I have no problem with snow and cold weather, but this is ridiculous. Winter is not even a week old, and it’s already picking up where last winter left off. Somebody pissed off the snow gods royally.
So basically, I’ve been inside since Christmas night. It’s worth noting that the Green Bay Packers shellacked the New York Giants yesterday afternoon at Lambeau Field, or rather, the Giants beat themselves with six…SIX…turnovers. It’s not done yet for the Packers as they finish out the season at Lambeau in what is essentially a play-off game versus the Bears. And nobody can confuse the Giants defense with Julius Peppers and the Bears. The playoffs begin for the Pack this Sunday. I’m hopefully optimistic.
It’s looking extremely tight, but the Packers have destiny in their own hands. This is why I don’t take “expert” predictions in June/July for a four-month season that begins in September.
The game plan is simple for Green Bay for later today and next week–don’t lose.
“The goal, backers said, is to underscore the limited-government rules the Founders imposed on Congress – and to try to bring some of those principles back into everyday legislating.
“It stems from the debate that we’ve had for the last two years about things like the exercise of authority in a whole host of different areas by the EPA, we’ve had this debate in relation to the health care bill, the cap-and-trade legislation,” said Rep. Robert W. Goodlatte, Virginia Republican, who proposed the reading. “This Congress has been very aggressive in expanding the power of the federal government, and there’s been a big backlash to that.”
Setting aside time at the beginning of the congressional session for the reading is just one of the changes to House rules that Republicans say are designed to open up the legislative process. They say the new rules also will try to bring some restraints to lawmaking after decades in which both Republican and Democratic leaders whittled away opportunities for real legislative give-and-take.
The biggest changes would make it easier to cut spending and harder to create entitlement programs, while imposing restrictions that could keep leaders from jamming massive bills onto the House floor before lawmakers have had a chance to digest them.
This is all well and good, but reading the Constitution is one thing. Governing based on its principles is quite another.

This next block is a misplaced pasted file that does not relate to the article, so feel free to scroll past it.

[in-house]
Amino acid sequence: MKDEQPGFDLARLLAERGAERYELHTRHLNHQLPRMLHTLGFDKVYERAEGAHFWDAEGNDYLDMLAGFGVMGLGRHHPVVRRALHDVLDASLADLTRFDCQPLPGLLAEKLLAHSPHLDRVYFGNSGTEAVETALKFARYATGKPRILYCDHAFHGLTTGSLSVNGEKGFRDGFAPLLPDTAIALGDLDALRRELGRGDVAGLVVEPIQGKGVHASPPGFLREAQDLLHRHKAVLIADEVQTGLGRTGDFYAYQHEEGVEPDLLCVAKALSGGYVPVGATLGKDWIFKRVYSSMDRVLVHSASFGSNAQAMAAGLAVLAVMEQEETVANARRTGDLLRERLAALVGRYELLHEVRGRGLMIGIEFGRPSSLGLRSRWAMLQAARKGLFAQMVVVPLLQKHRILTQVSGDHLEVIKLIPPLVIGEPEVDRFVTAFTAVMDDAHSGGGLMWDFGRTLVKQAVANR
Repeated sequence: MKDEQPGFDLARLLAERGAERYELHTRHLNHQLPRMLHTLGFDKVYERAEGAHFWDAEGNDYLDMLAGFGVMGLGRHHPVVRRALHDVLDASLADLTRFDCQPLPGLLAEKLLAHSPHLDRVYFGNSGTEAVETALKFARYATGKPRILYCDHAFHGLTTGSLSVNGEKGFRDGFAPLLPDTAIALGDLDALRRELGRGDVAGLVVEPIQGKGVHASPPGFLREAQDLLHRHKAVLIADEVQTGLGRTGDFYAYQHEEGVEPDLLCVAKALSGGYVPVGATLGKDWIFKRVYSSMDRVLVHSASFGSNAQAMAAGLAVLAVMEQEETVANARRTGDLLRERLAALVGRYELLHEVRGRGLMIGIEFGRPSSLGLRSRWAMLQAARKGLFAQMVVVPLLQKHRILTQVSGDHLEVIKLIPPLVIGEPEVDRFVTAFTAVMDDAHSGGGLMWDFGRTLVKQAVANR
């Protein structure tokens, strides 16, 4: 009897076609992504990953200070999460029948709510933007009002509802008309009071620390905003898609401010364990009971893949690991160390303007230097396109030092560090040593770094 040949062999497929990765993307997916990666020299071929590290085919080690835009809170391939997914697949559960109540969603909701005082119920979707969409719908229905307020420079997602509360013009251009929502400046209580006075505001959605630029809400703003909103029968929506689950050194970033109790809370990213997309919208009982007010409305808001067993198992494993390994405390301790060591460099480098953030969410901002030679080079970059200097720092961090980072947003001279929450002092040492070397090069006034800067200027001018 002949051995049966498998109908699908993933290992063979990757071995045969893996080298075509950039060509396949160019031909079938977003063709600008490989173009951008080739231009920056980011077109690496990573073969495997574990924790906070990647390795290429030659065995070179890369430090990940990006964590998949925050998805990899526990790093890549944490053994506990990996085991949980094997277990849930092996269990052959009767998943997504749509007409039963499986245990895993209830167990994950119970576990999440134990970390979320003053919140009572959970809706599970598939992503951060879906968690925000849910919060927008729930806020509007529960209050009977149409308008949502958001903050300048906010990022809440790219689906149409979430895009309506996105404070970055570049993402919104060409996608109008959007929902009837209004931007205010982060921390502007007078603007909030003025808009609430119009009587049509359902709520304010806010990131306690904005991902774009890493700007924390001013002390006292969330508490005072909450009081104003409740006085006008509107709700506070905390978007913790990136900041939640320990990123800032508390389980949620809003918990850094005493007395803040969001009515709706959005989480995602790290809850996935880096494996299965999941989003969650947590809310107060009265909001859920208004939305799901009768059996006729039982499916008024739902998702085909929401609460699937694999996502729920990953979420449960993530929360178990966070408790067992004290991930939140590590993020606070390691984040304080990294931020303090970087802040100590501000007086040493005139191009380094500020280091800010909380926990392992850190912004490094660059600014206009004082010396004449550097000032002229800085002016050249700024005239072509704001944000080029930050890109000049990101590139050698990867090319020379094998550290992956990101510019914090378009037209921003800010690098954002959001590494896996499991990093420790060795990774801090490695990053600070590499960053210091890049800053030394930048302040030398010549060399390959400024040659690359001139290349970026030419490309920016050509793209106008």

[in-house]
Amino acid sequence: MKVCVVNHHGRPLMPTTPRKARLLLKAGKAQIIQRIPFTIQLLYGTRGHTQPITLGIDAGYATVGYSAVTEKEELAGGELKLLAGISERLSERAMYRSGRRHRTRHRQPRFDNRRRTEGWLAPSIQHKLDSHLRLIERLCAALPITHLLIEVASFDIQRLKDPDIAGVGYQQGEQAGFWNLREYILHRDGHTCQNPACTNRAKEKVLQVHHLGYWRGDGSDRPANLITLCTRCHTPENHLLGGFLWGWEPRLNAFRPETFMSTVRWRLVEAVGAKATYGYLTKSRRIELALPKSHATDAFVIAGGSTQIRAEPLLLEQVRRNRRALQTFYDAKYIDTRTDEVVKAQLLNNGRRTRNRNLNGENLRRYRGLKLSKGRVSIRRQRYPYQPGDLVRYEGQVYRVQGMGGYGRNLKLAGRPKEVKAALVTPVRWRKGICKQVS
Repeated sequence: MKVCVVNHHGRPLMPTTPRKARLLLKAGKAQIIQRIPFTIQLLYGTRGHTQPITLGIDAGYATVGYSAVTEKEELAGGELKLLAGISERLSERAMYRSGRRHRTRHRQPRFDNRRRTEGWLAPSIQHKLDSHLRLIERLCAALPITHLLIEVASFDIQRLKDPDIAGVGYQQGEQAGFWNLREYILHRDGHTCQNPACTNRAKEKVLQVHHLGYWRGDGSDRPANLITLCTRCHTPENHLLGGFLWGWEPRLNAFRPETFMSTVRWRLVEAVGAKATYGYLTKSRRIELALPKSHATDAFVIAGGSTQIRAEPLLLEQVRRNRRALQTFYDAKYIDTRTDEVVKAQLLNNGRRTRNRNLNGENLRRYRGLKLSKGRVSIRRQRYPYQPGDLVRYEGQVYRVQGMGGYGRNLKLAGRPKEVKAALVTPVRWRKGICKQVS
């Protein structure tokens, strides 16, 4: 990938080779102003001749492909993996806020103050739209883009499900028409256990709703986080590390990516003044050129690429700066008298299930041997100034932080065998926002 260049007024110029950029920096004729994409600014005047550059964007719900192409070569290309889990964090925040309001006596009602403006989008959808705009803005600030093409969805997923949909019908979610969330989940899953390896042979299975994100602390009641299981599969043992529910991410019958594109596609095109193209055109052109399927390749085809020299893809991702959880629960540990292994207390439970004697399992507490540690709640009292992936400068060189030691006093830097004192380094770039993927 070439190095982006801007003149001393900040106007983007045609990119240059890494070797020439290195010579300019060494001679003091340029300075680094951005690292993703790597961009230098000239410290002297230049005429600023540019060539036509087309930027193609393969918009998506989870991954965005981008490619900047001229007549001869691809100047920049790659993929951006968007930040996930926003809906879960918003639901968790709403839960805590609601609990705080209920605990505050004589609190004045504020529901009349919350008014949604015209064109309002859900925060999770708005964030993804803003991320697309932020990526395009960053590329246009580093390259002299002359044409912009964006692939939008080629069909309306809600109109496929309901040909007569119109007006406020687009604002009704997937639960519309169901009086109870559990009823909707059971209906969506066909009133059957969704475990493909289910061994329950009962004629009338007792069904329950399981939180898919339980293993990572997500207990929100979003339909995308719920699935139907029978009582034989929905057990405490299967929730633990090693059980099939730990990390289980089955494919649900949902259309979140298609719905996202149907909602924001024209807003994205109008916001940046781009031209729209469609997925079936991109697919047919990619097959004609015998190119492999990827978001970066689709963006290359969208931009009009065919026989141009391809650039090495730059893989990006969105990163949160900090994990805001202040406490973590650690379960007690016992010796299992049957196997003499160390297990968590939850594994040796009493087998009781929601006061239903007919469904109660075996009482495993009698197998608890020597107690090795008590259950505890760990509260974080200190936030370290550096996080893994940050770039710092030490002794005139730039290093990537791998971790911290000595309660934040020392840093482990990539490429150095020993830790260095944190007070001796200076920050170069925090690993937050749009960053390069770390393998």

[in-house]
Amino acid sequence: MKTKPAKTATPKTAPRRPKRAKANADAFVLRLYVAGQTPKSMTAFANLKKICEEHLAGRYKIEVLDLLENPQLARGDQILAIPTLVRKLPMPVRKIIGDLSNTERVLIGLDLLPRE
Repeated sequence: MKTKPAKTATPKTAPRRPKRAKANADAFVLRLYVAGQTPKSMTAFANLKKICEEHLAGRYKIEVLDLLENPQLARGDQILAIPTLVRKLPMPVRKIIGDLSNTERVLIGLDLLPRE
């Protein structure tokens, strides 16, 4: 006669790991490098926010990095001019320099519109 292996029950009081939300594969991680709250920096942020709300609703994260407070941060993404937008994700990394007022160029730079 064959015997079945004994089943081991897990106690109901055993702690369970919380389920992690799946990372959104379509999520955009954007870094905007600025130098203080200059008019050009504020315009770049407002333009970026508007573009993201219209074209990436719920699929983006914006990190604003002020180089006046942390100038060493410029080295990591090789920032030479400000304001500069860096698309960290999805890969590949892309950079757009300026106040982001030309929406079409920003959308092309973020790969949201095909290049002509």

Voters need to keep an eye on what our representatives do in Congress, as well as what they say. I’ve read that the Republican party is on probation in this Congress, and I agree with that.
The Tea Party is the proverbial tail trying to wag the Republican Party dog, not the other way around. And to paraphrase Bart Simpson, Washington D.C. is a hideous bitch goddess. Tea Partiers in Congress are only human after all (with the exception of Congressman-elect Allen West) , and are susceptible to its free-spending and corrupt ways. These things can happen in spite of the symbolism of reading the Constitution out loud.
That being said, I am as cynical as they come, and I would love to be proven wrong.
[Hat Tip: Hot Air Headlines]
UPDATE. When the House Republicans are done reading the Constitution, they may want to figure out how to fight and beat the Obama adminstration on political battles like this:
When a proposal to encourage end-of-life planning touched off a political storm over “death panels,” Democrats dropped it from legislation to overhaul the health care system. But the Obama administration will achieve the same goal by regulation, starting Jan. 1.
Under the new policy, outlined in a Medicare regulation, the government will pay doctors who advise patients on options for end-of-life care, which may include advance directives to forgo aggressive life-sustaining treatment.
Congressional supporters of the new policy, though pleased, have kept quiet. They fear provoking another furor like the one in 2009 when Republicans seized on the idea of end-of-life counseling to argue that the Democrats’ bill would allow the government to cut off care for the critically ill.
The final version of the health care legislation, signed into law by President Obama in March, authorized Medicare coverage of yearly physical examinations, or wellness visits. The new rule says Medicare will cover “voluntary advance care planning,” to discuss end-of-life treatment, as part of the annual visit.
More to the point of my original post, does the new House majority have the backbone to go to the mattresses on these issues?
Ed Morrissey writes:
This is just the opening gambit of a strategy Obama will use throughout the coming year in order to achieve through regulation what a Democrat-run Congress could not deliver through legislation. The new Republican House will have to use its power of the purse to stop this autocratic imposition of regulation, and remain vigilant in doing so on all fronts. Let’s hope the GOP gets used to fighting this process over the next two years.
Yes, let’s hope.
Here’s hoping that most of you out there are not like me this Christmas Eve, and subjecting yourself to mandatory face-time with family members that will stress you out to no end.
But it’s important to find a moment of peace sometime this evening and reflect on the reason for the season, as it were.
I’m wishing everyone who would read this blog a Merry Christmas. Enjoy.